It was my grandmother's first Christmas without
Grandfather, and we had promised him before he
passed away that we would make this her best
When my mom, dad, three sisters and I arrived at
her little house in the Blue Ridge Mountains of
North Carolina, we found she had waited up all
night for us to arrive from Texas. After we
exchanged hugs, Donna, Karen, Kristi and I ran
into the house.
It did seem a little empty without Grandfather,
and we knew it was up to us to make this
Christmas special for her. Grandfather had
always said that the Christmas tree was the most
important decoration of all.
So we immediately set to work assembling the
beautiful artificial tree that was stored in
Although artificial, it was the most
genuine-looking Douglas fir I had ever seen.
Tucked away in the closet with the tree was a
spectacular array of ornaments, many of which
had been my father's when he was a little boy.
As we unwrapped each one, Grandmother had a
story to go along with it. My mother strung the
tree with bright white lights and a red button
garland; my sisters and I carefully placed the
ornaments on the tree; and finally, Father was
given the honor of lighting the tree. We
stepped back to admire our handiwork. To us, it
looked magnificent, as beautiful as the tree in
Rockefeller Center. But something was missing.
"Where's your star?" I asked.
The star was my grandmother's favorite part of
"Why, it must be here somewhere," she said,
starting to sort through the boxes again. Your
grandfather always packed everything so
carefully when he took the tree down."
As we emptied box after box and found no star,
my grandmother's eyes filled with tears. This
was no ordinary ornament, but an elaborate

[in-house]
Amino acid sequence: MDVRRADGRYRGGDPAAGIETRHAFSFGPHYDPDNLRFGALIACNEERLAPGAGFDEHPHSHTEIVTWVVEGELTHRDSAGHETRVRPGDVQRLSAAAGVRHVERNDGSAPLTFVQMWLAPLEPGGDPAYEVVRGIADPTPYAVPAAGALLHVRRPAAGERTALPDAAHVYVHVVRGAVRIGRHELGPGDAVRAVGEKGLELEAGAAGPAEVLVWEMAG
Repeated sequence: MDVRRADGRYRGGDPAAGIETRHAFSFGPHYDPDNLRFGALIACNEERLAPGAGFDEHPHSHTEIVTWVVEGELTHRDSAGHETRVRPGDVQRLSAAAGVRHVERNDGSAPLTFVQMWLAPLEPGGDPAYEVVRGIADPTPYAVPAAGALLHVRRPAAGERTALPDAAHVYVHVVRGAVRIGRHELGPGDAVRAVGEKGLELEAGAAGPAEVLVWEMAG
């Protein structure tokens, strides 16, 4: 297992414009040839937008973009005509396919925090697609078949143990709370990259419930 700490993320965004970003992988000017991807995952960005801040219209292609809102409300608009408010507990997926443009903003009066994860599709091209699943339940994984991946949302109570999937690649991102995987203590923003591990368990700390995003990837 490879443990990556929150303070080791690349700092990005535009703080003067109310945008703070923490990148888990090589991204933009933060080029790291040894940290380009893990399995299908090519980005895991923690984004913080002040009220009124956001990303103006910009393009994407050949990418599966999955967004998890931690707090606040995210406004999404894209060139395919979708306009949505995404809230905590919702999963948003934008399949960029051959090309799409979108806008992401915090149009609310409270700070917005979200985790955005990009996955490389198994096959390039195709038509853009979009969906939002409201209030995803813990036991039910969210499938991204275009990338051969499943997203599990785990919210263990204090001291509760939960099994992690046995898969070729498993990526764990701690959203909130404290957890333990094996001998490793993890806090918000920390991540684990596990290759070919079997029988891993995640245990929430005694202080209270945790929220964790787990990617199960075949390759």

golden star covered with colored jewels and blue
lights that blinked on and off. Moreover,
Grandfather had given it to Grandmother some
fifty years ago, on their first Christmas
together. Now, on her first Christmas without
him, the star was gone, too.
"Don't worry, Grandmother," I reassured her.
"We'll find it for you."
My sisters and I formed a search party.
"Let's start in the closet where the ornaments
were," Donna said. "Maybe the box just fell
That sounded logical, so we climbed on a chair
and began to search that tall closet of
We found Father's old yearbooks and photographs
of relatives, Christmas cards from years gone
by, and party dresses and jewelry boxes, but no
star. We searched under beds and over shelves,
inside and outside, until we had exhausted every
possibility. We could see Grandmother was
disappointed, although she tried not to show
"We could buy a new star," Kristi offered.
"I'll make you one from construction paper,"
Karen chimed in.
"No," Grandmother said. "This year, we won't
have a star."
By now, it was dark outside, and time for bed.
We lay in bed, snowflakes falling quietly
outside. The next morning, my sisters and I
woke up early, as was our habit on Christmas
Day--first, to see what was under the tree, and
second, to look for the Christmas star in the
After a traditional breakfast of apple pancakes,
the family sat down together to open presents.
Father was in charge of passing out the
presents, so that everyone would have something
to open at the same time.
I got the Easy-Bake Oven I wanted, and Donna a
Chatty-Cathy doll. Karen was thrilled to get
the doll buggy she had asked for, and Kristi to
get the china tea set.
"The last gift is to Grandmother from
Grandfather," he said, in a puzzled voice.
"From who?" There was surprise in my
"I found that gift in Grandfather's closet when
we got the tree down," Mother explained.
"It was already wrapped so I put it under the
tree. I thought it was one of yours."
"Hurry and open it," Karen urged excitedly.
My grandmother shakily opened the box. Her face
lit up with joy when she unfolded the tissue
paper and pulled out a glorious golden star.
There was a note attached. Her voice trembled as
she read it aloud:
"Don't be angry with me, dear. I broke your
star while putting away the decorations, and I
couldn't bear to tell you. Thought it was time
for a new one. I hope it brings you as much joy
as the first one. Merry Christmas. Love,
So Grandmother's tree had a star after all, a
star that expressed my grandparents' everlasting
love for one another.
It brought my grandfather home for Christmas in
each of our hearts and made it our best
~ Author Unknown ~